Although one cannot reach this conclusion with certainty, that the findings do not offer any evidence to support the assumption of strategic conflict avoidance are clear from the results of the second model. While the U.S. presidential approval ratings do not seem to have any implications for Iran, U.S. inflation rates appear to have an effect on Iranian behavior, but not in line with the predictions of the strategic conflict avoidance hypothesis. The sign of the relation is negative, which implies that Iranians adopt a more hostile course as inflation rates of the U.S. increase. In other words, Iranians are not concerned with the possibility that they might become the target of a potential diversion. Instead, their behavior appears more confirmatory of the opportunity exploitation hypothesis.61According to the predictions of the opportunity exploitation model, domestic problems in the rival state, rather than dissuading the potential scapegoat from any provocative actions to avoid becoming the target of a diversion, create an incentive for the scapegoat to exploit the situation. Thus, it is possible to conclude that Iranian leaders tend to choose conflict with the U.S., perhaps, at times when U.S. Presidents are overwhelmed by economic problems at home.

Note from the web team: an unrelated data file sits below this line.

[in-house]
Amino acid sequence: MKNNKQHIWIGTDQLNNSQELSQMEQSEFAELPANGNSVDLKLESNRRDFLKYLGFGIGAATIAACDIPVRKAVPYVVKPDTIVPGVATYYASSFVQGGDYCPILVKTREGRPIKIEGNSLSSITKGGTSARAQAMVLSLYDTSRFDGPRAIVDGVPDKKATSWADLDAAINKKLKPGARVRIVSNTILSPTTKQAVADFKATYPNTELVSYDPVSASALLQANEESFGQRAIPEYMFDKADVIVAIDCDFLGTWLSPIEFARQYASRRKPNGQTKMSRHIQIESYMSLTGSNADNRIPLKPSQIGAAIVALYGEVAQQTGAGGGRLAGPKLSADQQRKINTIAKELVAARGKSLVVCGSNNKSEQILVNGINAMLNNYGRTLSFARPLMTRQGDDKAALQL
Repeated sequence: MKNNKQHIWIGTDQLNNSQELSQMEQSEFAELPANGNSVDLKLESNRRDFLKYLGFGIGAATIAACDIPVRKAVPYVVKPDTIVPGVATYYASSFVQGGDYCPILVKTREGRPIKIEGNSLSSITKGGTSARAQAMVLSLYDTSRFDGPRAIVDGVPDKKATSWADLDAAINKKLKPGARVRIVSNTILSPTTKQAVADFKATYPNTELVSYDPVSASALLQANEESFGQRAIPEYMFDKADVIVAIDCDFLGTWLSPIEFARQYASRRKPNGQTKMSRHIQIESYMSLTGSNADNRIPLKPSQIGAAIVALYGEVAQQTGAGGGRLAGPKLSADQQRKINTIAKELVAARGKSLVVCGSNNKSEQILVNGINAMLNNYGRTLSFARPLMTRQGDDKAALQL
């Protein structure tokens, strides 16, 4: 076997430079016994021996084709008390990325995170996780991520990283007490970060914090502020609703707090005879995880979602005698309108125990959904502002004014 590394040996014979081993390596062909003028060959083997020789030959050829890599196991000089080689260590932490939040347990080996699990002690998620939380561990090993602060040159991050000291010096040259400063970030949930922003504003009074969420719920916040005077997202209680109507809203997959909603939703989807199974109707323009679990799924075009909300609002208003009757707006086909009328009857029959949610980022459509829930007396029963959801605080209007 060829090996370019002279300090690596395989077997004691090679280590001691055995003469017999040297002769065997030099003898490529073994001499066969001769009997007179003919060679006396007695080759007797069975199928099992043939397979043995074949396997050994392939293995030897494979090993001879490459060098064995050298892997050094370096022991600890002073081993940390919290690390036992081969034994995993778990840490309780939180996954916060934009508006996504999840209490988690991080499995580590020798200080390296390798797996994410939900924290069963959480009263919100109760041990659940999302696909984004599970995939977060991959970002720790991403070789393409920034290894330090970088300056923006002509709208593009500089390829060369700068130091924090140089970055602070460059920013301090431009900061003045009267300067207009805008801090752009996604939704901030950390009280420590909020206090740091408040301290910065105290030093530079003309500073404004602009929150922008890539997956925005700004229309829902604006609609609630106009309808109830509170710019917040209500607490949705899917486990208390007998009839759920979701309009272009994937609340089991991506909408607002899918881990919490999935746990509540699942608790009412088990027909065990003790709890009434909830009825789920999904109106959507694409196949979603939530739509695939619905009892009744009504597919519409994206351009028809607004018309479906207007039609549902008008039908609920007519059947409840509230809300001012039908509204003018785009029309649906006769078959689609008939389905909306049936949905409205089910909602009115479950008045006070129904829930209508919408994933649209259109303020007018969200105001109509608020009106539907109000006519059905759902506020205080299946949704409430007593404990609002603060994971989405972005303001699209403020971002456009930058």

The second model shows the determinants of U.S. behavior toward Iran. It includes two indicators of U.S. domestic conditions, the presidential approval ratings and inflation rates. The model also tests how U.S. behavior is influenced by the actions of Iran as well as the relations of Iran with prominent third parties.